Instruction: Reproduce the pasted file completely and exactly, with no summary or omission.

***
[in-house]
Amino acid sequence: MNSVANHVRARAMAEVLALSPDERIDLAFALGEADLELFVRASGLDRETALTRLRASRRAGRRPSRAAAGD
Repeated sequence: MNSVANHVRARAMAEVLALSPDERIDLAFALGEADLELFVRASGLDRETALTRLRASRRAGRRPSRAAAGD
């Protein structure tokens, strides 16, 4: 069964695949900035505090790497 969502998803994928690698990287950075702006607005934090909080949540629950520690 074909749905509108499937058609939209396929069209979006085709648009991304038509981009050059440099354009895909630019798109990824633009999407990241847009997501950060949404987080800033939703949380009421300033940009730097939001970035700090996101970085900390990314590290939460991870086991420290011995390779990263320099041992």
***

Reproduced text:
[in-house]
Amino acid sequence: MNSVANHVRARAMAEVLALSPDERIDLAFALGEADLELFVRASGLDRETALTRLRASRRAGRRPSRAAAGD
Repeated sequence: MNSVANHVRARAMAEVLALSPDERIDLAFALGEADLELFVRASGLDRETALTRLRASRRAGRRPSRAAAGD
């Protein structure tokens, strides 16, 4: 069964695949900035505090790497 969502998803994928690698990287950075702006607005934090909080949540629950520690 074909749905509108499937058609939209396929069209979006085709648009991304038509981009050059440099354009895909630019798109990824633009999407990241847009997501950060949404987080800033939703949380009421300033940009730097939001970035700090996101970085900390990314590290939460991870086991420290011995390779990263320099041992």